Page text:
The authors tell us that organisations are necessarily dysfunctional. Their stated aim is not to stop our cynicism but to make it better informed. The book is founded on economics more than history. Companies, they remind us, are for doing things that we can’t do ourselves. — Read the complete FT review
Why do members of Al Qaeda have to submit travel and expense reports?
How do you create incentives for policemen, or priests?
What are managers good for?
We create organizations because they are an efficient way of doing something we couldn’t do alone. We join organizations because we are inspired by their mission, or their payslip. But once we’re inside, these organizations rarely feel efficient or inspiring.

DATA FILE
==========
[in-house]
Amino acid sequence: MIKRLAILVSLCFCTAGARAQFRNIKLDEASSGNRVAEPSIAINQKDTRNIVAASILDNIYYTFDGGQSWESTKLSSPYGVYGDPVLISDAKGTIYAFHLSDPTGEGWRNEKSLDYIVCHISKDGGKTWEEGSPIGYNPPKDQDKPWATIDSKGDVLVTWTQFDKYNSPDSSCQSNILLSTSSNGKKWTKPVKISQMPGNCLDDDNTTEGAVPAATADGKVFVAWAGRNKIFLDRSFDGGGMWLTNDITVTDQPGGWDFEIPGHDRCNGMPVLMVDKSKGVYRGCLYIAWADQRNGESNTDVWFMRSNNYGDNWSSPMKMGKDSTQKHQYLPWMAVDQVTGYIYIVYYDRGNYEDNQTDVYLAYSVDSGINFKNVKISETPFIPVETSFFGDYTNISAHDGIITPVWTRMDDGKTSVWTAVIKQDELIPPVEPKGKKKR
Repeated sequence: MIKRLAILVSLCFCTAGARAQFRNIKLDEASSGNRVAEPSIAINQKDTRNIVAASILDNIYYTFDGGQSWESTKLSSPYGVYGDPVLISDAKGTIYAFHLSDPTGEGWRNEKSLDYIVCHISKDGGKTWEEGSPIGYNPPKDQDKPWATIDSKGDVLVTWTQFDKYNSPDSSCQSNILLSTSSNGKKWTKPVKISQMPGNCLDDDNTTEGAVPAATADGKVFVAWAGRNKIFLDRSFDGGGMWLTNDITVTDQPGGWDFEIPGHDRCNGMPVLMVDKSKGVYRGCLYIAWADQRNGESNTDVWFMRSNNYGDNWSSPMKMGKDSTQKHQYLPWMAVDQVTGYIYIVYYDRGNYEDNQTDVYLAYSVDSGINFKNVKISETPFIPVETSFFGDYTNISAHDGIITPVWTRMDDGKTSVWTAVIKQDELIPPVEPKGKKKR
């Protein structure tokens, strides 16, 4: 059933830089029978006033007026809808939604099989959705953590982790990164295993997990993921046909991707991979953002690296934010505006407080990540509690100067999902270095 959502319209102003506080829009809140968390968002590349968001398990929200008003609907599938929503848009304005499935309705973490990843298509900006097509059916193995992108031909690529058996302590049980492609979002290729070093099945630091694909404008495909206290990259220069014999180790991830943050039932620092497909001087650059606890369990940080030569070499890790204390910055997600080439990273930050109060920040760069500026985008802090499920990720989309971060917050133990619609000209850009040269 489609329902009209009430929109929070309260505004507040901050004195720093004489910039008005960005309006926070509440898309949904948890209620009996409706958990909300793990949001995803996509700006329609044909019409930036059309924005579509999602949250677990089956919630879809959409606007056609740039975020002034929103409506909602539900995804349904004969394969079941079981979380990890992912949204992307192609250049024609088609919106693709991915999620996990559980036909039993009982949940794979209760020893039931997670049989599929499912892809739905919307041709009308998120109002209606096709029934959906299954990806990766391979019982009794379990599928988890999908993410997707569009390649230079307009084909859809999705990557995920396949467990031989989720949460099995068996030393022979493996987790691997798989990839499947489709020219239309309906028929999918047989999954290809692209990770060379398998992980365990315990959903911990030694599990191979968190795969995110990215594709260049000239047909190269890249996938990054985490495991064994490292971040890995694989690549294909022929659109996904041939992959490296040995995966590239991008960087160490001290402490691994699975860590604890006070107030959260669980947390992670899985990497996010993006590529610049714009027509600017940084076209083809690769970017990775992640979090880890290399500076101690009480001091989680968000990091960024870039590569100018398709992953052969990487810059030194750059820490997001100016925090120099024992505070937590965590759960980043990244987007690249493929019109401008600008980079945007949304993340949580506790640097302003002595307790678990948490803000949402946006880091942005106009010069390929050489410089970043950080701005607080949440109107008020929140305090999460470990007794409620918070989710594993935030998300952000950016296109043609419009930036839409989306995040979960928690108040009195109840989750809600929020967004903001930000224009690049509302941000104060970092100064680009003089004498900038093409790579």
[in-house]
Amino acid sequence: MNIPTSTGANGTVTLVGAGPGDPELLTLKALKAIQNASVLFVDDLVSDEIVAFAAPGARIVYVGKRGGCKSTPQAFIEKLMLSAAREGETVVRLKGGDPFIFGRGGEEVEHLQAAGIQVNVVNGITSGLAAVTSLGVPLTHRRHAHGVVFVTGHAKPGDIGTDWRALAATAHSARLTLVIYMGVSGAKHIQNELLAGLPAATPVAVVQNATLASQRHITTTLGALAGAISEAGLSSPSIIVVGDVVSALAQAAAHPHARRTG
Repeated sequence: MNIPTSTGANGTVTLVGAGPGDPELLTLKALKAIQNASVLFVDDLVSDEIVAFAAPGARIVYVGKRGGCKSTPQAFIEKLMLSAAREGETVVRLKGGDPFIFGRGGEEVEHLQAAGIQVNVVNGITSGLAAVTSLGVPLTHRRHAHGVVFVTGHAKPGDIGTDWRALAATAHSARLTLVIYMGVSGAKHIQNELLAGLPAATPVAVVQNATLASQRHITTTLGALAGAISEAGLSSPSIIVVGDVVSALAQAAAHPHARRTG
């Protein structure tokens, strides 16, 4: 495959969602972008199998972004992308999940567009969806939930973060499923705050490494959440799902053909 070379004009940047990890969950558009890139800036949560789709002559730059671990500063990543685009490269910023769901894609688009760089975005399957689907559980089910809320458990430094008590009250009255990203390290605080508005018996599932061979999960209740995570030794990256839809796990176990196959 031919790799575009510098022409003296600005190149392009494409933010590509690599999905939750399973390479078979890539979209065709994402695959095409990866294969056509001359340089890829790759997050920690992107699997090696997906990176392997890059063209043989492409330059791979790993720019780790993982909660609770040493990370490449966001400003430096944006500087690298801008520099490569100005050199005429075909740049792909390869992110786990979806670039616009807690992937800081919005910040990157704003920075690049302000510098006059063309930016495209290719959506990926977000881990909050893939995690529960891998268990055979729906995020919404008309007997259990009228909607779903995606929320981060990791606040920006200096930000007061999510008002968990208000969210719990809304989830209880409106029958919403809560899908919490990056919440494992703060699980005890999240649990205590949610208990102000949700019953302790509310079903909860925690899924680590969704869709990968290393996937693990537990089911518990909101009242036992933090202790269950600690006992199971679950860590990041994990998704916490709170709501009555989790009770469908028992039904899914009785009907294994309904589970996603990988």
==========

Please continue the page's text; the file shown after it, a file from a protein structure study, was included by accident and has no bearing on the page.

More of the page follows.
In The Org, Ray Fisman and Tim Sullivan explain the trade-offs that every organization makes, arguing that this everyday dysfunction is in fact actually inherent in the very nature of orgs. Woven throughout The Org are fascinating stories of organizations ranging from Google and McDonald’s, to Al Qaeda and the island nation of Samoa.
The Org tells us how the office really works. As such it is required reading for anyone who wants to come to terms with the frustrations of their workplace, or to work their way up the org.